“It’s very uncommon that someone would both not want to take treatment and will willingly put others at risk,” England said. “It’s only those very uncommon incidents where we have to use legal authority through the courts to isolate somebody.”


    Pandemics will raise ethical dilemmas
    University of Pennsylvania medical ethicist Art Caplan said Maricopa County health officials were confronted with the same ethical dilemma that communities wrestled with generations ago when dealing with leprosy and smallpox.

    “Drug-resistant TB, or drug-resistant staph infections, or pandemic flu will raise these questions again,” Caplan said. “We may find ourselves dipping into our history to answer them.”

    Daniels said he realizes now that he endangered the public. But “I thought I’d come to a country where I’d finally be treated like a person, and bam, here I am.”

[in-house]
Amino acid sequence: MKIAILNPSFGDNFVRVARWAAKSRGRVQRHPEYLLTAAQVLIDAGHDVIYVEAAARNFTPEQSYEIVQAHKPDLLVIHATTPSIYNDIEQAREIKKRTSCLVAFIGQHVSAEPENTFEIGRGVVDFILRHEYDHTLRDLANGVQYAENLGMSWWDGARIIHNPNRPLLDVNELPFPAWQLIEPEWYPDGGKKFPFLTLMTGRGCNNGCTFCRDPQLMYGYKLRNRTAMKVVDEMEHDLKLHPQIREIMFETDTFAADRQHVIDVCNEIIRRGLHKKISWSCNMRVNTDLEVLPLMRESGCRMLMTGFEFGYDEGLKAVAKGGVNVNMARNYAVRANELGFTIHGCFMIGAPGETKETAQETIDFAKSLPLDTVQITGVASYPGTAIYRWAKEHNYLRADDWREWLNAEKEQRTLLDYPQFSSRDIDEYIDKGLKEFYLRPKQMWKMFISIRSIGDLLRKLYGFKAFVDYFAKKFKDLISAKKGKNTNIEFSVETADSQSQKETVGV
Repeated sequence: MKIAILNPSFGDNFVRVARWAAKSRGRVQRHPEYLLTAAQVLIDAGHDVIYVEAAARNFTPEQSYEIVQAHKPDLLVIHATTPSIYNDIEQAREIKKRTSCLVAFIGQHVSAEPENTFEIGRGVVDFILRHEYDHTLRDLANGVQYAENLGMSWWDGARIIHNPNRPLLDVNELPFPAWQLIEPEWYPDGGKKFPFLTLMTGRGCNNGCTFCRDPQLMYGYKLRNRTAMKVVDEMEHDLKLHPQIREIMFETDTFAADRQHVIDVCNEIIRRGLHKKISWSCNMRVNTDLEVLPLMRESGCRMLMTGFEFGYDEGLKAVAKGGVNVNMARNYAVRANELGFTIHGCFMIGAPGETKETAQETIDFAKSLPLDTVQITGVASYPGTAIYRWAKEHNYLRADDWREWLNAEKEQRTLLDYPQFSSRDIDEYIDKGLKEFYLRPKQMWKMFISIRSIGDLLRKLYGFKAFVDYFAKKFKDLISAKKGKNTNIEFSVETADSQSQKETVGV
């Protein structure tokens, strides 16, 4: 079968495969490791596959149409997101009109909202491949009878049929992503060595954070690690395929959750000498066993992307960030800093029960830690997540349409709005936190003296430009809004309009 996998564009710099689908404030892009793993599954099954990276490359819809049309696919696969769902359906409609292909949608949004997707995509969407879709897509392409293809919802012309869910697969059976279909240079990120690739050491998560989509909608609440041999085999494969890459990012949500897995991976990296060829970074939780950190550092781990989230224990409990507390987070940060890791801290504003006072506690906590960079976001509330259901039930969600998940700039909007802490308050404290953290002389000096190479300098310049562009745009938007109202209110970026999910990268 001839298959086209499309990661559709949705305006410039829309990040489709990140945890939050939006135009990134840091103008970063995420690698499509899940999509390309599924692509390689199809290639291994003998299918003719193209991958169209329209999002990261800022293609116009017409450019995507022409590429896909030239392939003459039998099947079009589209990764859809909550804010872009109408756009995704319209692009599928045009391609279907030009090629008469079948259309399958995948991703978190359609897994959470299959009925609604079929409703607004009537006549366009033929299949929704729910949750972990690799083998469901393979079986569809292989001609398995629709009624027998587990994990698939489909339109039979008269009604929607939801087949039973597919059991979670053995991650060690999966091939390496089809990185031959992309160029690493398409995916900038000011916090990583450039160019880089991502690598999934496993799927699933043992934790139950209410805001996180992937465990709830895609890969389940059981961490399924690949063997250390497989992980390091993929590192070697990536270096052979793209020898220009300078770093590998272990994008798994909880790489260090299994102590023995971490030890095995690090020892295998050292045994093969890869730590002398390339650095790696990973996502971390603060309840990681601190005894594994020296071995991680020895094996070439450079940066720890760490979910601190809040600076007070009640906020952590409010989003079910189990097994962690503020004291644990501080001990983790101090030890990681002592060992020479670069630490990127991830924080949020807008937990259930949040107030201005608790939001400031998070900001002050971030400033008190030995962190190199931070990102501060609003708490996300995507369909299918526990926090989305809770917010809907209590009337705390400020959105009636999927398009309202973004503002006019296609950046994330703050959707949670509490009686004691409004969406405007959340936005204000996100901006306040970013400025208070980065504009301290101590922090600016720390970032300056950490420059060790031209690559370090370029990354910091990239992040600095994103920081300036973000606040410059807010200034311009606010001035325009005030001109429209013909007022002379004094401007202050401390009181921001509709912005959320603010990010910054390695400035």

2. digsthepack

    digsthepack Cheesehead

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    So, the question is his freedom at the risk of infecting many with a horrible disease. Sorry, as sad as it may be, you put others before yourself and resign yourself to your fate. Who could live with the knowledge that they have killed someone when it could have been prevented.

    Selflessness is, unfortunately, not as common as it used to be in our society.
     
  3. cheesey

    cheesey Cheesehead

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    Lets see......deadly disease, and all they asked him to do was wear a mask outside, so he won't KILL someone, and he wouldn't do that.
    It just didn't seem to me to be asking too much to wear a mask when out and about.
    So....what are they SUPPOSED to do? Let him go out and infect people that have NO idea he can kill them?
    I don't understand why he can't have a TV in his room though.
    The public has to be protected against these things.